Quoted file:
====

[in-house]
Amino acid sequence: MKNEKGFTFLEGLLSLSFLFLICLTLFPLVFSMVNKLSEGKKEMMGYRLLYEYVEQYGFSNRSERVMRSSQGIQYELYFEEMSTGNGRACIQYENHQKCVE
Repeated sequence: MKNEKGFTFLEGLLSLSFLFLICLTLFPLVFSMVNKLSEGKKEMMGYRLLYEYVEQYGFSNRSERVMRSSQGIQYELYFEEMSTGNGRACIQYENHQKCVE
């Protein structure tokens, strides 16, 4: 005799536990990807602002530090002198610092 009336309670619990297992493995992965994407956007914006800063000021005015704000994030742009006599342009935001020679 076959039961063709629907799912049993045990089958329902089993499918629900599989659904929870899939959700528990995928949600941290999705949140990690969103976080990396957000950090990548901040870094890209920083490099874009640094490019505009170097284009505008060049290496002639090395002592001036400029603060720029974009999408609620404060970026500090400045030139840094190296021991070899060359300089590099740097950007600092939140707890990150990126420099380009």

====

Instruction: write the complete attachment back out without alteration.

[in-house]
Amino acid sequence: MKNEKGFTFLEGLLSLSFLFLICLTLFPLVFSMVNKLSEGKKEMMGYRLLYEYVEQYGFSNRSERVMRSSQGIQYELYFEEMSTGNGRACIQYENHQKCVE
Repeated sequence: MKNEKGFTFLEGLLSLSFLFLICLTLFPLVFSMVNKLSEGKKEMMGYRLLYEYVEQYGFSNRSERVMRSSQGIQYELYFEEMSTGNGRACIQYENHQKCVE
């Protein structure tokens, strides 16, 4: 005799536990990807602002530090002198610092 009336309670619990297992493995992965994407956007914006800063000021005015704000994030742009006599342009935001020679 076959039961063709629907799912049993045990089958329902089993499918629900599989659904929870899939959700528990995928949600941290999705949140990690969103976080990396957000950090990548901040870094890209920083490099874009640094490019505009170097284009505008060049290496002639090395002592001036400029603060720029974009999408609620404060970026500090400045030139840094190296021991070899060359300089590099740097950007600092939140707890990150990126420099380009």